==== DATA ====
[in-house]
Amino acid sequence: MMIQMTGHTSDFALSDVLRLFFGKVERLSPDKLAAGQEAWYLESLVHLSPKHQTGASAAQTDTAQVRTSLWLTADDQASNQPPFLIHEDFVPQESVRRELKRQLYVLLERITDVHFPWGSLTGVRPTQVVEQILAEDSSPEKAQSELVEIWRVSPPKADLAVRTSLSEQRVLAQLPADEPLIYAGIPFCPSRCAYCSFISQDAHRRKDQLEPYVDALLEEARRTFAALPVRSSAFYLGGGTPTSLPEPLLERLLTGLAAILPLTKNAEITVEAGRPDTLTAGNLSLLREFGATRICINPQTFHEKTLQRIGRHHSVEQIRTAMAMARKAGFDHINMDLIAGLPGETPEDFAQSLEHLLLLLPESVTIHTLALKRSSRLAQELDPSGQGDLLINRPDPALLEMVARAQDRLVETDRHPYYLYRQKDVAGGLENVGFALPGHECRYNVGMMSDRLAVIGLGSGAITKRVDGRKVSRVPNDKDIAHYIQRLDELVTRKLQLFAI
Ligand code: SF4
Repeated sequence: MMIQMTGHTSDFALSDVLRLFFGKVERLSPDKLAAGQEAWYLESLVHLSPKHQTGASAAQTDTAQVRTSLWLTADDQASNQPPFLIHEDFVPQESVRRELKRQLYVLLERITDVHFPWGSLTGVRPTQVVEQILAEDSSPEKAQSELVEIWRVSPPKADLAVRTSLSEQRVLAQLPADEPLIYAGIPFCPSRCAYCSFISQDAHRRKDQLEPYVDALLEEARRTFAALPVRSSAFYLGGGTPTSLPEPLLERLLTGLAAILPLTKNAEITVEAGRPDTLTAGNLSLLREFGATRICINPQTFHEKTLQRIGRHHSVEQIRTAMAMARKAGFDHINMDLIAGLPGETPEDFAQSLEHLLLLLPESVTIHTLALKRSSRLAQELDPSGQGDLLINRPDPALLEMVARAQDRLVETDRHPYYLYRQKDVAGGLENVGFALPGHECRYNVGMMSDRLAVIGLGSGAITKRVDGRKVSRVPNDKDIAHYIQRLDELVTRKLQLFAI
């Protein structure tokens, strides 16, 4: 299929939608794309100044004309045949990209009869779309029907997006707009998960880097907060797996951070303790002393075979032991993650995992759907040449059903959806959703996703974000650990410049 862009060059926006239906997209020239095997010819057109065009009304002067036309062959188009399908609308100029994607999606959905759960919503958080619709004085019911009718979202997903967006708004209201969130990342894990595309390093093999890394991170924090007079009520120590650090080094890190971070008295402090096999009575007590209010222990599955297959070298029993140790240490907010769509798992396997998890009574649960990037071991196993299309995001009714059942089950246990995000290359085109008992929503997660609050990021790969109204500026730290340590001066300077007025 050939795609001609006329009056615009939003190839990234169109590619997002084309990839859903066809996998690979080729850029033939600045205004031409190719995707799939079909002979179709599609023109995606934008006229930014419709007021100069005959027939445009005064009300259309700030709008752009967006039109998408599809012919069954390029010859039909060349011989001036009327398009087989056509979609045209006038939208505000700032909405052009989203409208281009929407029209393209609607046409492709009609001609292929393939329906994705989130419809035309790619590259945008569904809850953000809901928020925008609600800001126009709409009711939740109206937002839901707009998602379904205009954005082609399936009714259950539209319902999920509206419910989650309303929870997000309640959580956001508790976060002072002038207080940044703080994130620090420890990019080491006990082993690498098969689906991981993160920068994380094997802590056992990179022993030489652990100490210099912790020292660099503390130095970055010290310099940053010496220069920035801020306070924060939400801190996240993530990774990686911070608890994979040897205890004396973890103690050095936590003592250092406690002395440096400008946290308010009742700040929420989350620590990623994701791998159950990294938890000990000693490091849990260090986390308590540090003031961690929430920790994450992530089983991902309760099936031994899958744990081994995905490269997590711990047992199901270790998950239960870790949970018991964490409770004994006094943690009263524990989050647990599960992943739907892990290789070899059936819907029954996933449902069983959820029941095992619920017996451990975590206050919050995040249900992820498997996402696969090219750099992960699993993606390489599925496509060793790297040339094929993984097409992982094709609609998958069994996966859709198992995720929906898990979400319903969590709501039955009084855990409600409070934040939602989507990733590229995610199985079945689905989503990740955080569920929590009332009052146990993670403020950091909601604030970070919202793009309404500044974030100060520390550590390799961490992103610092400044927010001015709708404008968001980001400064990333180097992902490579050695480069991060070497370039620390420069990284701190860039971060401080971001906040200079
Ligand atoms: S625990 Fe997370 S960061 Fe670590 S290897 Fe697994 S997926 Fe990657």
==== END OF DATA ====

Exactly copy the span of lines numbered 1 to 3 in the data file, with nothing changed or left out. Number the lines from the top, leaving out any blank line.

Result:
[in-house]
Amino acid sequence: MMIQMTGHTSDFALSDVLRLFFGKVERLSPDKLAAGQEAWYLESLVHLSPKHQTGASAAQTDTAQVRTSLWLTADDQASNQPPFLIHEDFVPQESVRRELKRQLYVLLERITDVHFPWGSLTGVRPTQVVEQILAEDSSPEKAQSELVEIWRVSPPKADLAVRTSLSEQRVLAQLPADEPLIYAGIPFCPSRCAYCSFISQDAHRRKDQLEPYVDALLEEARRTFAALPVRSSAFYLGGGTPTSLPEPLLERLLTGLAAILPLTKNAEITVEAGRPDTLTAGNLSLLREFGATRICINPQTFHEKTLQRIGRHHSVEQIRTAMAMARKAGFDHINMDLIAGLPGETPEDFAQSLEHLLLLLPESVTIHTLALKRSSRLAQELDPSGQGDLLINRPDPALLEMVARAQDRLVETDRHPYYLYRQKDVAGGLENVGFALPGHECRYNVGMMSDRLAVIGLGSGAITKRVDGRKVSRVPNDKDIAHYIQRLDELVTRKLQLFAI
Ligand code: SF4